Sunday, 24 March 2013


At one time I was a huge fan of science fiction. I belonged to a science fiction book club and read just about everything that I could get my hands on. Science fiction writers wrote about possibilities, how it was possible that there was something out there, something that might save us from ourselves. Then, I came to understand that despite what is written about space travel, and alien societies, and our making contact, it ain’t going to happen. Unlike the dolphins in Douglas Adams’ fourth book, So Long, and Thanks for All the Fish, of the Hitchhiker's Guide to the Galaxy "series" , we have no choice, but to stay and solve our own problems. And so I’ve tried through my art to impress upon those that I’ve met that what we have is quite awesome, a miracle of sorts, and that we really must try, however we’re able, to preserve and protect our natural heritage. As I understand it, once it’s gone, it’s gone for all time.


This morning a flock of Canada Geese flew over heading north. At last, a real sign that spring is just around the corner. It’s also a signal to me, myself, and I, that I should get out to the marsh and other wild places to observe and sketch and paint and enjoy our wild heritage. 

SPRING - TRILLIUMS    Watercolour Painting

For those of you not of Canada the Trillium is the province of Ontario's wild flower. In a race against time the trillium blankets our forests floor putting forth blossoms before the trees come into leaf and block the sun from reaching the forest floor.

Friday, 22 March 2013


There’s a superstition in these here parts that if March should come in like a lamb, then it’ll go out like a lion. This year there would appear some truth to the saying, for just when it was thought that winter was on its way out, back it came with a fury. In the past few days we’ve experienced several late snowstorms accompanied by strong winds out of the northwest dropping the wind-chill down to  minus 20C. The good news is that when the sun does shine the snow is quick to retreat. Spring is definitely on the way with the ducks not too far behind.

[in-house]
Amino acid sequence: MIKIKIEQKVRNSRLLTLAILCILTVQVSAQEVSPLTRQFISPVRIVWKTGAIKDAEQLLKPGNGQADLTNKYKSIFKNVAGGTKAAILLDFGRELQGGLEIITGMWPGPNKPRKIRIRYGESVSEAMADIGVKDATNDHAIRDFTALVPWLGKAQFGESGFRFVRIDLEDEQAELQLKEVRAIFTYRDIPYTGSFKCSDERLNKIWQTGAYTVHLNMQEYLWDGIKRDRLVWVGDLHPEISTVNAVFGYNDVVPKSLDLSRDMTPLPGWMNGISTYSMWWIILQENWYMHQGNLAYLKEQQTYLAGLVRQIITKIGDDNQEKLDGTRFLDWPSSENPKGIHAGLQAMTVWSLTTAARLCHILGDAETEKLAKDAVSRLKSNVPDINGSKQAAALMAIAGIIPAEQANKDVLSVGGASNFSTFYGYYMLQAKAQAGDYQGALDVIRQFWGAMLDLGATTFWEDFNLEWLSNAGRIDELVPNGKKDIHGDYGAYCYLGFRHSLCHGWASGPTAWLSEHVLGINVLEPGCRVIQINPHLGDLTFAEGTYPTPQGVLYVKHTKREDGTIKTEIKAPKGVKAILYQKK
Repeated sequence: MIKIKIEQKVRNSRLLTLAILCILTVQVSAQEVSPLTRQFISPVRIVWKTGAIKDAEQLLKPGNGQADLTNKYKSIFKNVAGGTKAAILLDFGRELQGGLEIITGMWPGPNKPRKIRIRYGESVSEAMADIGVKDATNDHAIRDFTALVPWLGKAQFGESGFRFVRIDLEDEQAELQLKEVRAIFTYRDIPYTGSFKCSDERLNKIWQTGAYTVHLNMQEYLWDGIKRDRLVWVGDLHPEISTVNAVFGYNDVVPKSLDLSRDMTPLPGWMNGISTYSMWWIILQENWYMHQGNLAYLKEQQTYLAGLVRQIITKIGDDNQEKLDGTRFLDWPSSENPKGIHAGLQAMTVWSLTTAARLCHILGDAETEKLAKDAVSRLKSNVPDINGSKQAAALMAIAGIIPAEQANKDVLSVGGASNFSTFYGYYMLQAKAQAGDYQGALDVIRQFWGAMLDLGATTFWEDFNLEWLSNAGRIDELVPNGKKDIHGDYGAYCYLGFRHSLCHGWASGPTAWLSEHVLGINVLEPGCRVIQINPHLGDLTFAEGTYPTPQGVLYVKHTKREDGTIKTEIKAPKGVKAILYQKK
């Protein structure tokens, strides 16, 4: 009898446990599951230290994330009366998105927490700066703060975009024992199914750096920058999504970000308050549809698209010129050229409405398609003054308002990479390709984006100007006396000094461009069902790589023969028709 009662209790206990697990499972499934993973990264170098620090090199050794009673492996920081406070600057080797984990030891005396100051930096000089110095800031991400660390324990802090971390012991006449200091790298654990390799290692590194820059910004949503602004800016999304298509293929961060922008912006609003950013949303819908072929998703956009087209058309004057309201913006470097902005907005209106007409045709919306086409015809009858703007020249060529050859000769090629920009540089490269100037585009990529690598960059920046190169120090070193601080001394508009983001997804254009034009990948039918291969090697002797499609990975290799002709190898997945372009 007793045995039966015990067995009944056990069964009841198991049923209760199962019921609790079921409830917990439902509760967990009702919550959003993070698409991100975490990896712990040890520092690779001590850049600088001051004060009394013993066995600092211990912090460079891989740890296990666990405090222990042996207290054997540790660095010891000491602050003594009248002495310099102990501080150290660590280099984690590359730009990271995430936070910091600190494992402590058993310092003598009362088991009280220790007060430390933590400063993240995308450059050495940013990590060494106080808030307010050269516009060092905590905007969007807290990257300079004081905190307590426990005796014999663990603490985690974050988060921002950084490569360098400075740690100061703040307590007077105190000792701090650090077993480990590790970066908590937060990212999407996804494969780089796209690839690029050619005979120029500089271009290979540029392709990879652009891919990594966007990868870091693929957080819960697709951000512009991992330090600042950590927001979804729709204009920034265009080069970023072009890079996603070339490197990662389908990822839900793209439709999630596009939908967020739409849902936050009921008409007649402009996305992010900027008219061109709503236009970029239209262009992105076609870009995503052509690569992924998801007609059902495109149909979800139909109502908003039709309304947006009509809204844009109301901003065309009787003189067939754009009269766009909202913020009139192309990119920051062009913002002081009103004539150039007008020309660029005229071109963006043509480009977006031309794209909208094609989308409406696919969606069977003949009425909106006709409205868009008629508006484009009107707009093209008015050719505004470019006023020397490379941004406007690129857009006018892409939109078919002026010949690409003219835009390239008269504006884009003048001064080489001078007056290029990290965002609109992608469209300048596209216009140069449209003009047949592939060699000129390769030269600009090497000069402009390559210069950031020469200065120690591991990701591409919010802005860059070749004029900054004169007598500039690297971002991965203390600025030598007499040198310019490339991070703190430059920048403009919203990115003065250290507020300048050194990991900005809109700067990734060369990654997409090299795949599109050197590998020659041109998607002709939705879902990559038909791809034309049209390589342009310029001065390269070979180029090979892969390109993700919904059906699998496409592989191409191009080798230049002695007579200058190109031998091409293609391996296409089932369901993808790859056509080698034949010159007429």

Green-winged Teal  Hand-coloured Etching

Common Loons     Coloured Etching
One evening while canoeing in a northern lake a pair of loons swam
from the darkness of the shore out into the reflection of the  sunset.

Bachelor Flight - Pintails
Hand-coloured Etching

Blackwater -  Mallards  Hand-coloured Etching

Bufflehead Ducks   Hand-coloured Etching

No sooner has the ice gone off the marsh when the Bufflehead show up.
 Cute to watch as they bounce about on the waves and sort of plop into the water on landing.
Interesting how they got their name. Like the American bison, or buffalo, their head appears large, and so they were called Buffalo Head shortened to Bufflehead.

Courtship Flight  ( Mallards)   Hand-coloured Etching

I originally entitled this etching Rape Flight, but it didn't seem right despite the fact that the description is essentially correct. Disney would have us believe that everything in nature is sweet and nice, but this is far from the truth. Mallards rarely choose a mate. Generally, what happens is that the duck is forced to mate with more than one drake. Every time that she takes flight, during the so called mating season, she is pursued by several drakes that will, if they're able, force her down in the water and copulate with her. Sometimes the duck is drowned in the act. Nature can be cruel.

Drake Canvasback   Hand-coloured Etching

Drake Mallard   Hand-coloured Etching

Drake Wood Duck    Hand-coloured Etching

Dropping In  -  Canada Geese     Coloured Etching

Long Point - Tundra Swans   Etching

Early one spring we went to a marsh located at Long Point on Lake Erie to view Tundra Swans as they migrated through the area. It was cold that spring. We almost froze walking the marsh